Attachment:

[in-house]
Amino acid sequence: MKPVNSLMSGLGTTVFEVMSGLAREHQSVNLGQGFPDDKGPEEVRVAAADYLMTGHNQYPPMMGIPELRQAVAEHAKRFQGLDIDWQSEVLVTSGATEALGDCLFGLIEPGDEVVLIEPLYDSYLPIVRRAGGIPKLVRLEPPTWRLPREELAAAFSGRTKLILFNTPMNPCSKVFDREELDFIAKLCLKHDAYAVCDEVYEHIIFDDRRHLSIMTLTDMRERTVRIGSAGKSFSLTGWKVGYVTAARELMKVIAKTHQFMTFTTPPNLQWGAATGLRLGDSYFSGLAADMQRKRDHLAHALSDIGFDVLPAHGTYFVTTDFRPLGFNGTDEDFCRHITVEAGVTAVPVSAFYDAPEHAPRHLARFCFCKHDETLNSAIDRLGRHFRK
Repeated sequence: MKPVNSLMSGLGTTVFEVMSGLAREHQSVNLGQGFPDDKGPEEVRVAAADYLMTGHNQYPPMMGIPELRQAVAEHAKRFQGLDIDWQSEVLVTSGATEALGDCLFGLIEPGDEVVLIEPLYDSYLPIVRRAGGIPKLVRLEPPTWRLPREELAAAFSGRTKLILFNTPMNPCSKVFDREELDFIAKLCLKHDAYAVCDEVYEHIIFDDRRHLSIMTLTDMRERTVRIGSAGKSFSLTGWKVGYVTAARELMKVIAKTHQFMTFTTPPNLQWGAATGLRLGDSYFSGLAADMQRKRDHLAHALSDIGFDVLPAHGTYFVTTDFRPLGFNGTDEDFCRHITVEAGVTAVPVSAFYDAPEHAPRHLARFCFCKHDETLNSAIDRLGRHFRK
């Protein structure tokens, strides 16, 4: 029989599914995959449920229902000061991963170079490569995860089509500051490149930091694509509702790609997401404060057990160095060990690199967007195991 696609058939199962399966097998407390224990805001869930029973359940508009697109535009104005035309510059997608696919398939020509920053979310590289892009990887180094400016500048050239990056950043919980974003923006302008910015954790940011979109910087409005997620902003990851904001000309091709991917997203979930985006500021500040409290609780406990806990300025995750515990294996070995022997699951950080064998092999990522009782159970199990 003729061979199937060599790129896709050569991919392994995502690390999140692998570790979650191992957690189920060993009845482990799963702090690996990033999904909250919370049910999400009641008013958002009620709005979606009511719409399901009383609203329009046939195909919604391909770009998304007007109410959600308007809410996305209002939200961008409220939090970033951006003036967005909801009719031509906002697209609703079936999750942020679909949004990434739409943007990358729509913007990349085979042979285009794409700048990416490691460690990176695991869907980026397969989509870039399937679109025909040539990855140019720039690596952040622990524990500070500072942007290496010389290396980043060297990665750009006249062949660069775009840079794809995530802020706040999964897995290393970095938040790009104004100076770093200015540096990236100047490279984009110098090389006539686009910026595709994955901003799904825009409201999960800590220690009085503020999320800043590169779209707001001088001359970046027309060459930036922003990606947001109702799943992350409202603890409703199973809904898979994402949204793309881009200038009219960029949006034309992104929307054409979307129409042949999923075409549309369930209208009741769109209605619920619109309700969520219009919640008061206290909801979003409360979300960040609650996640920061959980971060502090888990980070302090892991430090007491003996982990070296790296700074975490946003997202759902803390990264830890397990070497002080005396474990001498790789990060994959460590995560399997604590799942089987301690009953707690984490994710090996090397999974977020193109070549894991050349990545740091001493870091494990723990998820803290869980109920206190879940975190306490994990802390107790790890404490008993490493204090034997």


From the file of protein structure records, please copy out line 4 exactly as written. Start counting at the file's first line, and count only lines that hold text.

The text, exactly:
């Protein structure tokens, strides 16, 4: 029989599914995959449920229902000061991963170079490569995860089509500051490149930091694509509702790609997401404060057990160095060990690199967007195991 696609058939199962399966097998407390224990805001869930029973359940508009697109535009104005035309510059997608696919398939020509920053979310590289892009990887180094400016500048050239990056950043919980974003923006302008910015954790940011979109910087409005997620902003990851904001000309091709991917997203979930985006500021500040409290609780406990806990300025995750515990294996070995022997699951950080064998092999990522009782159970199990 003729061979199937060599790129896709050569991919392994995502690390999140692998570790979650191992957690189920060993009845482990799963702090690996990033999904909250919370049910999400009641008013958002009620709005979606009511719409399901009383609203329009046939195909919604391909770009998304007007109410959600308007809410996305209002939200961008409220939090970033951006003036967005909801009719031509906002697209609703079936999750942020679909949004990434739409943007990358729509913007990349085979042979285009794409700048990416490691460690990176695991869907980026397969989509870039399937679109025909040539990855140019720039690596952040622990524990500070500072942007290496010389290396980043060297990665750009006249062949660069775009840079794809995530802020706040999964897995290393970095938040790009104004100076770093200015540096990236100047490279984009110098090389006539686009910026595709994955901003799904825009409201999960800590220690009085503020999320800043590169779209707001001088001359970046027309060459930036922003990606947001109702799943992350409202603890409703199973809904898979994402949204793309881009200038009219960029949006034309992104929307054409979307129409042949999923075409549309369930209208009741769109209605619920619109309700969520219009919640008061206290909801979003409360979300960040609650996640920061959980971060502090888990980070302090892991430090007491003996982990070296790296700074975490946003997202759902803390990264830890397990070497002080005396474990001498790789990060994959460590995560399997604590799942089987301690009953707690984490994710090996090397999974977020193109070549894991050349990545740091001493870091494990723990998820803290869980109920206190879940975190306490994990802390107790790890404490008993490493204090034997």